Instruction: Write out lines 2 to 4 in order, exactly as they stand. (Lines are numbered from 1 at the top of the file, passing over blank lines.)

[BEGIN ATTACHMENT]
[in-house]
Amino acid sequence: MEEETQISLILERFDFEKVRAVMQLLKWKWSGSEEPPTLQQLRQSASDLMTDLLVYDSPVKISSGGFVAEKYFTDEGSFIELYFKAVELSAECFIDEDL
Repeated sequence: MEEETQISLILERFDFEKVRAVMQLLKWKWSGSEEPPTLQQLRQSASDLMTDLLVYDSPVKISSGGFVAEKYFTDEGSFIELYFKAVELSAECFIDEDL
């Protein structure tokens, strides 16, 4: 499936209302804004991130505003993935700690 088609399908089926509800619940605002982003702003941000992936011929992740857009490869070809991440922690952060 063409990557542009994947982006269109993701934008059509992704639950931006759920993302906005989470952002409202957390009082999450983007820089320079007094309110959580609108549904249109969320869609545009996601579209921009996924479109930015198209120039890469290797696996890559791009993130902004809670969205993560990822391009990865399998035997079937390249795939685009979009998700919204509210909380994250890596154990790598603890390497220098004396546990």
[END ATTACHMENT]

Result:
Amino acid sequence: MEEETQISLILERFDFEKVRAVMQLLKWKWSGSEEPPTLQQLRQSASDLMTDLLVYDSPVKISSGGFVAEKYFTDEGSFIELYFKAVELSAECFIDEDL
Repeated sequence: MEEETQISLILERFDFEKVRAVMQLLKWKWSGSEEPPTLQQLRQSASDLMTDLLVYDSPVKISSGGFVAEKYFTDEGSFIELYFKAVELSAECFIDEDL
């Protein structure tokens, strides 16, 4: 499936209302804004991130505003993935700690 088609399908089926509800619940605002982003702003941000992936011929992740857009490869070809991440922690952060 063409990557542009994947982006269109993701934008059509992704639950931006759920993302906005989470952002409202957390009082999450983007820089320079007094309110959580609108549904249109969320869609545009996601579209921009996924479109930015198209120039890469290797696996890559791009993130902004809670969205993560990822391009990865399998035997079937390249795939685009979009998700919204509210909380994250890596154990790598603890390497220098004396546990």